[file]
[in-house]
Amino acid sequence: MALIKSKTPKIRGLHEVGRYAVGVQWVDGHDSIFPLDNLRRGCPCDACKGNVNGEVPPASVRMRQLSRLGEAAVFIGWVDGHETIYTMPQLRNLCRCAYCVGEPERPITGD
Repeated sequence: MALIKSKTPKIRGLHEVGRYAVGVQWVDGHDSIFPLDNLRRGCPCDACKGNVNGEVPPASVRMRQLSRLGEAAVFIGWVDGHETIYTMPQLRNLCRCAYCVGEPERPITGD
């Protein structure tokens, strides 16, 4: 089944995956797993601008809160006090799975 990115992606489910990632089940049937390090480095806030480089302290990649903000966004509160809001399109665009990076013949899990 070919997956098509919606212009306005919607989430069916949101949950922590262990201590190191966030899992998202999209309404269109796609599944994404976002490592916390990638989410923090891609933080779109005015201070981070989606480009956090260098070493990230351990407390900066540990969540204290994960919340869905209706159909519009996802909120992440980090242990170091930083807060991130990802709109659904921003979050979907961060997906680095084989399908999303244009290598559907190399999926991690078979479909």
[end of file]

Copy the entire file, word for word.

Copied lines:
[in-house]
Amino acid sequence: MALIKSKTPKIRGLHEVGRYAVGVQWVDGHDSIFPLDNLRRGCPCDACKGNVNGEVPPASVRMRQLSRLGEAAVFIGWVDGHETIYTMPQLRNLCRCAYCVGEPERPITGD
Repeated sequence: MALIKSKTPKIRGLHEVGRYAVGVQWVDGHDSIFPLDNLRRGCPCDACKGNVNGEVPPASVRMRQLSRLGEAAVFIGWVDGHETIYTMPQLRNLCRCAYCVGEPERPITGD
């Protein structure tokens, strides 16, 4: 089944995956797993601008809160006090799975 990115992606489910990632089940049937390090480095806030480089302290990649903000966004509160809001399109665009990076013949899990 070919997956098509919606212009306005919607989430069916949101949950922590262990201590190191966030899992998202999209309404269109796609599944994404976002490592916390990638989410923090891609933080779109005015201070981070989606480009956090260098070493990230351990407390900066540990969540204290994960919340869905209706159909519009996802909120992440980090242990170091930083807060991130990802709109659904921003979050979907961060997906680095084989399908999303244009290598559907190399999926991690078979479909």